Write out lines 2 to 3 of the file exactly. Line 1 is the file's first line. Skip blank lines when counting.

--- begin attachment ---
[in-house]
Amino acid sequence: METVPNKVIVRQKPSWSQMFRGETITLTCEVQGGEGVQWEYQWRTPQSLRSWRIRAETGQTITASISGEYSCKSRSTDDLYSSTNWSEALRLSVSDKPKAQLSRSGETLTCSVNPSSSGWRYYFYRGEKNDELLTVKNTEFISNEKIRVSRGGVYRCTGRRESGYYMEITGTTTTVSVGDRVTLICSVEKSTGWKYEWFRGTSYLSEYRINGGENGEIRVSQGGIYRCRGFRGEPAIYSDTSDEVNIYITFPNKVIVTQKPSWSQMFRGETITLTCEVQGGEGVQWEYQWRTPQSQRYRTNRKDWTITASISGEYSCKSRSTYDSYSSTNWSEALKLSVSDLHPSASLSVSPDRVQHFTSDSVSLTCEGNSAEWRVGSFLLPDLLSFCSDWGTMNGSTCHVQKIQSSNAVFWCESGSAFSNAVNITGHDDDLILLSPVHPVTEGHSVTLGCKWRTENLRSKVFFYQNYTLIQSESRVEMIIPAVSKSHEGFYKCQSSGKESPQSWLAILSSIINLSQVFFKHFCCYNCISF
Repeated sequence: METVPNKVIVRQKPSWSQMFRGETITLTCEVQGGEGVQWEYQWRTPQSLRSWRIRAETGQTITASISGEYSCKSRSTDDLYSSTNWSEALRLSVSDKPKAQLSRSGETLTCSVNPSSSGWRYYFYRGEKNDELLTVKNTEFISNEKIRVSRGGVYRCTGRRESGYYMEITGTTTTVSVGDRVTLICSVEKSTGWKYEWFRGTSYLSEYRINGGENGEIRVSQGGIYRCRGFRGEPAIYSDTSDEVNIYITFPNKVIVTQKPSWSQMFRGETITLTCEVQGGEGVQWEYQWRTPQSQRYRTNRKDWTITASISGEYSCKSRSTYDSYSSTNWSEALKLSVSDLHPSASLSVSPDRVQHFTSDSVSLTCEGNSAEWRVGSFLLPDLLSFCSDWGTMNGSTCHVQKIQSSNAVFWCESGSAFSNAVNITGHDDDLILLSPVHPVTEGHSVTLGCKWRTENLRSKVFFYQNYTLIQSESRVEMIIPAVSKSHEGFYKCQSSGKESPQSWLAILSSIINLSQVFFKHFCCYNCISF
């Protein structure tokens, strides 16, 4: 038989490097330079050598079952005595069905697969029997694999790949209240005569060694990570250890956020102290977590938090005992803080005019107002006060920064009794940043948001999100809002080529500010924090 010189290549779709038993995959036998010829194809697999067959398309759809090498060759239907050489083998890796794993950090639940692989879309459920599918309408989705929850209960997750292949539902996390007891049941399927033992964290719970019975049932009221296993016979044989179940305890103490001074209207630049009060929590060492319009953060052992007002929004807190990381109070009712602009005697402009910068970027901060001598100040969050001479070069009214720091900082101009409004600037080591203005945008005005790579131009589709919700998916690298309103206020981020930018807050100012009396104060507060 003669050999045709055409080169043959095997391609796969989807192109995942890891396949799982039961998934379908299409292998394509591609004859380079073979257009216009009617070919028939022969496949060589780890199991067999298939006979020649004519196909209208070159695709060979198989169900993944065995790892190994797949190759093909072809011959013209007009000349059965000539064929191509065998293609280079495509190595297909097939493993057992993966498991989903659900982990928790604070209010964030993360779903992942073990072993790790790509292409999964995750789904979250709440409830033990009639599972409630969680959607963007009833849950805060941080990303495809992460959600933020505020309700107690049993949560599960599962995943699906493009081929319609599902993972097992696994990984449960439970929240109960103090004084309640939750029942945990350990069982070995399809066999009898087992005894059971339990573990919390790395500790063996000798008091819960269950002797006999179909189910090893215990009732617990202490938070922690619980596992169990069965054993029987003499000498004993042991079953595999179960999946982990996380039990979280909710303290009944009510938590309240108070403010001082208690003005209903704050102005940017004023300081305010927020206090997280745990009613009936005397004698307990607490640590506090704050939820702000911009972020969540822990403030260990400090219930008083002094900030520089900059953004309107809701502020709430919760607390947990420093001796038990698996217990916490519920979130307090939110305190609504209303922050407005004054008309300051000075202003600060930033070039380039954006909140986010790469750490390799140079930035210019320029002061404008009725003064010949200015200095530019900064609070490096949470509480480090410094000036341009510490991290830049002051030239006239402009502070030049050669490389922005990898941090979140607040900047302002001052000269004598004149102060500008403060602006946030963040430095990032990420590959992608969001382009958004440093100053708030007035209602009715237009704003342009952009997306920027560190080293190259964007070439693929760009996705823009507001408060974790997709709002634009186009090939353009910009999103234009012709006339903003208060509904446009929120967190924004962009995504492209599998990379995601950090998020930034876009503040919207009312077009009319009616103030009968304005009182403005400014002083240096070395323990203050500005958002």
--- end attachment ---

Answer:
Amino acid sequence: METVPNKVIVRQKPSWSQMFRGETITLTCEVQGGEGVQWEYQWRTPQSLRSWRIRAETGQTITASISGEYSCKSRSTDDLYSSTNWSEALRLSVSDKPKAQLSRSGETLTCSVNPSSSGWRYYFYRGEKNDELLTVKNTEFISNEKIRVSRGGVYRCTGRRESGYYMEITGTTTTVSVGDRVTLICSVEKSTGWKYEWFRGTSYLSEYRINGGENGEIRVSQGGIYRCRGFRGEPAIYSDTSDEVNIYITFPNKVIVTQKPSWSQMFRGETITLTCEVQGGEGVQWEYQWRTPQSQRYRTNRKDWTITASISGEYSCKSRSTYDSYSSTNWSEALKLSVSDLHPSASLSVSPDRVQHFTSDSVSLTCEGNSAEWRVGSFLLPDLLSFCSDWGTMNGSTCHVQKIQSSNAVFWCESGSAFSNAVNITGHDDDLILLSPVHPVTEGHSVTLGCKWRTENLRSKVFFYQNYTLIQSESRVEMIIPAVSKSHEGFYKCQSSGKESPQSWLAILSSIINLSQVFFKHFCCYNCISF
Repeated sequence: METVPNKVIVRQKPSWSQMFRGETITLTCEVQGGEGVQWEYQWRTPQSLRSWRIRAETGQTITASISGEYSCKSRSTDDLYSSTNWSEALRLSVSDKPKAQLSRSGETLTCSVNPSSSGWRYYFYRGEKNDELLTVKNTEFISNEKIRVSRGGVYRCTGRRESGYYMEITGTTTTVSVGDRVTLICSVEKSTGWKYEWFRGTSYLSEYRINGGENGEIRVSQGGIYRCRGFRGEPAIYSDTSDEVNIYITFPNKVIVTQKPSWSQMFRGETITLTCEVQGGEGVQWEYQWRTPQSQRYRTNRKDWTITASISGEYSCKSRSTYDSYSSTNWSEALKLSVSDLHPSASLSVSPDRVQHFTSDSVSLTCEGNSAEWRVGSFLLPDLLSFCSDWGTMNGSTCHVQKIQSSNAVFWCESGSAFSNAVNITGHDDDLILLSPVHPVTEGHSVTLGCKWRTENLRSKVFFYQNYTLIQSESRVEMIIPAVSKSHEGFYKCQSSGKESPQSWLAILSSIINLSQVFFKHFCCYNCISF